|Legal Issues in Corrections|
|By Terry Campbell, Professor, Purdue University Global|
Hello and Happy New Year! Our first 2020 article topic is titled ‘Legal Issues in Corrections.’ This is a very broad topic and I will focus on some primary legal issues throughout corrections. The following are some legal issues to consider and certainly not conclusive:
The article selected provides a thorough overview of prisoners’ rights and some statistics to consider. This was an informative article and is recommended for you to read.
I found over the years it was in my best interest to be prepared and understand the legal issues I would face daily. A question often asked of me was did my agency adequately train and prepare me for understanding the legal issues. My reply is, I was provided at that time what was preliminary information. As I built my career and, after being sued many times, I quickly learned always follow policies and procedures. This served several purposes and the main one to me was if I followed departmental policy and was sued, my agency was required to provide me counsel. Otherwise, I would be responsible and this would be costly.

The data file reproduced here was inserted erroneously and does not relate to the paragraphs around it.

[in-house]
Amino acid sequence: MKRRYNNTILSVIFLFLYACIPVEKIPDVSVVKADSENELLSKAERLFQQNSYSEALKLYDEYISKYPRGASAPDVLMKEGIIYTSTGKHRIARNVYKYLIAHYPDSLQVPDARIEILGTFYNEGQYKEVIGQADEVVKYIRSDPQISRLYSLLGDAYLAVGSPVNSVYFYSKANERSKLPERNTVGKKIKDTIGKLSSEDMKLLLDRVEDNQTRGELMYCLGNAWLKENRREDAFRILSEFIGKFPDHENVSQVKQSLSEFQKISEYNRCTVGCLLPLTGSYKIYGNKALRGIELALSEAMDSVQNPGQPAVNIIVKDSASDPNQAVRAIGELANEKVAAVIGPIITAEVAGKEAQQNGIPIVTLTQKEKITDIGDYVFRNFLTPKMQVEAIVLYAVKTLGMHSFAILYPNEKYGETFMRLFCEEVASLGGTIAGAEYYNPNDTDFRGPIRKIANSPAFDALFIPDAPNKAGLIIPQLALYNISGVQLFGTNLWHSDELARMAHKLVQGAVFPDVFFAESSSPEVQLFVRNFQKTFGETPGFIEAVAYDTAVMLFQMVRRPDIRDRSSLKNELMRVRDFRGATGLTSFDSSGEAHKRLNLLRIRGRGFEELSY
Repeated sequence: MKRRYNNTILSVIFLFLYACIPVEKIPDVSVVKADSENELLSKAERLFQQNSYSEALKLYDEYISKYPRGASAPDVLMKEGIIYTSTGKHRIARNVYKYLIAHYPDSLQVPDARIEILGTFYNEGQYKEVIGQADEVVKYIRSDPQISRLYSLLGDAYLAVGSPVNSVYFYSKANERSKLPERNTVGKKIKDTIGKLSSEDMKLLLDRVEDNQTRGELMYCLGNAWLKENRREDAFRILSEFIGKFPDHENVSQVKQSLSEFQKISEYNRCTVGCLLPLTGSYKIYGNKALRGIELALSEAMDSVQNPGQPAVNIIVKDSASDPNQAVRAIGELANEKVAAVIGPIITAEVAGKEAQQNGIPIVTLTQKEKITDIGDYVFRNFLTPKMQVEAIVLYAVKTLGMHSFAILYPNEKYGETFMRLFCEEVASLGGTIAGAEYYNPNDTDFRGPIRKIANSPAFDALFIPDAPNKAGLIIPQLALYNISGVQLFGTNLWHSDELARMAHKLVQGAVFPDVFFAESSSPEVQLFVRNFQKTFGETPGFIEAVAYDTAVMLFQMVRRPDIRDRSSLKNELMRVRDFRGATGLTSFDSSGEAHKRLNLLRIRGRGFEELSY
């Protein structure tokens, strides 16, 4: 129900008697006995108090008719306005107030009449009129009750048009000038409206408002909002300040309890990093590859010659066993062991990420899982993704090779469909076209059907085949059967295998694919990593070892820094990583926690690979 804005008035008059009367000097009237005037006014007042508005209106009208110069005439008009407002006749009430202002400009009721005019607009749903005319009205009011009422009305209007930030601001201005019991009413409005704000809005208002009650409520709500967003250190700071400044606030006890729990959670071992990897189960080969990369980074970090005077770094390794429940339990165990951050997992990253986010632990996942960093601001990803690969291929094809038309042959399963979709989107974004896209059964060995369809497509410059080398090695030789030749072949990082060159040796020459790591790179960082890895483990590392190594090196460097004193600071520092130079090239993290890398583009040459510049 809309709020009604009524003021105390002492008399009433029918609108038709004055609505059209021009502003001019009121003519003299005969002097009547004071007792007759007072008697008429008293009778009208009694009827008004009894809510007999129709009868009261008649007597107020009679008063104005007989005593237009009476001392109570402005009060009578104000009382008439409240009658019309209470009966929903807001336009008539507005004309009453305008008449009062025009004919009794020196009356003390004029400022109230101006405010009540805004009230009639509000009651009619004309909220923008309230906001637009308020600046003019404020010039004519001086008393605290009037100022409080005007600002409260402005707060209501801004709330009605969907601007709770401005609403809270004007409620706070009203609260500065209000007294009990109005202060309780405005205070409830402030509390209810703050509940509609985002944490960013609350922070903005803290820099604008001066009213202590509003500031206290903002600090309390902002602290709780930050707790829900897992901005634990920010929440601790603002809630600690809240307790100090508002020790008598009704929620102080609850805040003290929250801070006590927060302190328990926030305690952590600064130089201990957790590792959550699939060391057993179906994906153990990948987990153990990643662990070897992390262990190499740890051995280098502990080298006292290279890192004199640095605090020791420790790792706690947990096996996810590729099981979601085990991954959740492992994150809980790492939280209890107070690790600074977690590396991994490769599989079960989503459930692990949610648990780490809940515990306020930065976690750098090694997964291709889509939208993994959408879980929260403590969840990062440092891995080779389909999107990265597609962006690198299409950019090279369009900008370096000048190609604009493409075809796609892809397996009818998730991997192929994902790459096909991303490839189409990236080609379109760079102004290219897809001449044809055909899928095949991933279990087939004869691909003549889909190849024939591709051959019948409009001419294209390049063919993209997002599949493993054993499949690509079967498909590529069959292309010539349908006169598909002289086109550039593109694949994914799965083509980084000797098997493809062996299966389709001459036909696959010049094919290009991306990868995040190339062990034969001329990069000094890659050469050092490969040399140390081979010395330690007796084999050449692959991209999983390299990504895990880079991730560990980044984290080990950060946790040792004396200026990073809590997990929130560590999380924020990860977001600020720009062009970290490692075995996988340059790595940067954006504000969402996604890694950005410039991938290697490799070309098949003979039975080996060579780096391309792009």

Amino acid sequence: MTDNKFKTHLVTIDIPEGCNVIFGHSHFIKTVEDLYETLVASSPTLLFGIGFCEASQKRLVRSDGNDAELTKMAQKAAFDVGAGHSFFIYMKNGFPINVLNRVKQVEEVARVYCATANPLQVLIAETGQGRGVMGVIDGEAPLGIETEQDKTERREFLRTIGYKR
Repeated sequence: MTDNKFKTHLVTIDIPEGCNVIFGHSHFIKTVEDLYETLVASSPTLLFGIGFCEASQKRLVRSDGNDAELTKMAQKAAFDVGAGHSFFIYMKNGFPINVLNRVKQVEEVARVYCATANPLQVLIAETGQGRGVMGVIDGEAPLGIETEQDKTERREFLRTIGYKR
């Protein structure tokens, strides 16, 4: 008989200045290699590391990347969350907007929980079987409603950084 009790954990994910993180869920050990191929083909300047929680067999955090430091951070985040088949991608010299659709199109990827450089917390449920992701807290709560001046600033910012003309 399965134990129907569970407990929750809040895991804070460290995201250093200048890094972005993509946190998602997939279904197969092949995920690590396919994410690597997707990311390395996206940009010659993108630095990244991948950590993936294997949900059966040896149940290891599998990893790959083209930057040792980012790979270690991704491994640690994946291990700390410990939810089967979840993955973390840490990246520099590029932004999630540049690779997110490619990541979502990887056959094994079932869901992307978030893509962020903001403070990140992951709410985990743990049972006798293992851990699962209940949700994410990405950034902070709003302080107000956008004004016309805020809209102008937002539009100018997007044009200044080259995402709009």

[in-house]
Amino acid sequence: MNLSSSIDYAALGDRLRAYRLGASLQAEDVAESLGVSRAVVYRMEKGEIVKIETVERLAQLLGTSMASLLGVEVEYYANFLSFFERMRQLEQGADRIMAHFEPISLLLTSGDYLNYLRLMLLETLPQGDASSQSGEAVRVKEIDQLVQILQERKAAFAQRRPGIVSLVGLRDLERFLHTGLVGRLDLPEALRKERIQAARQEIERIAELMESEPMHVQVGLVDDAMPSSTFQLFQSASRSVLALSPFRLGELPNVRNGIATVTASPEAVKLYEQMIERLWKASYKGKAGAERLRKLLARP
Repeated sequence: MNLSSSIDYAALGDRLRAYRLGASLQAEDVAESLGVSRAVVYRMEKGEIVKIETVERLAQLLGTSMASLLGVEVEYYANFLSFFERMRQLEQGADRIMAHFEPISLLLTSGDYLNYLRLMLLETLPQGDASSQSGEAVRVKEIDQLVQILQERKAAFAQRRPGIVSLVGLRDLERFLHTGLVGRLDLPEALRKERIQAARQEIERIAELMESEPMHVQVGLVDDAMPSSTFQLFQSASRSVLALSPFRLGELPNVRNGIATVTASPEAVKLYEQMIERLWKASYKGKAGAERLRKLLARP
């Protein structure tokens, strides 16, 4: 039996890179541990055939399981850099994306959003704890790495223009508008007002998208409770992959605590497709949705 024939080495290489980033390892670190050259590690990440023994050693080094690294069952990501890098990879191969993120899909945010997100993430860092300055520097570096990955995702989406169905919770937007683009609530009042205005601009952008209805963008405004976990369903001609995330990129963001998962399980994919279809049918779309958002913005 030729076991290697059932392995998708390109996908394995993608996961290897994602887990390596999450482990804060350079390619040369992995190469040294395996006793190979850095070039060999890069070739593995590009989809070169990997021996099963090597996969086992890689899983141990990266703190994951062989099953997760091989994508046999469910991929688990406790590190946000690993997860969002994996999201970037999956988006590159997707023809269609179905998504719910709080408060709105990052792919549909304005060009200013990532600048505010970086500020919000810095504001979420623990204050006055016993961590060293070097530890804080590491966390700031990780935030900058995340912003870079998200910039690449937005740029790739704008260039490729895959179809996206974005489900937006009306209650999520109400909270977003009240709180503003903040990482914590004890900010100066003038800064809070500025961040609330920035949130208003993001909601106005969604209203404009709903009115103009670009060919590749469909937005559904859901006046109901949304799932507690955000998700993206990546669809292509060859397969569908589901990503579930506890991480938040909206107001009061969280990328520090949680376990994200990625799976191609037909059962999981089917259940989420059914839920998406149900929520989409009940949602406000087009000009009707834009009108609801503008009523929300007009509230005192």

I am not a fan of blogs, however the following is also highly recommended for you to periodically review: Sentencing Law and Policy: An Affiliate of the Law Professor Blogs Network. https://sentencing.typepad.com/sentencing_law_and_policy/campaign-2020-and-sentencing-issues/
A review of this article was very interesting and covered many areas of concern related to politics and the criminal justice system. Regardless of what your politics are, you need to be informed of current issues. Some areas discussed were U.S. Incarceration Rates; Sentencing; and Legal Concerns.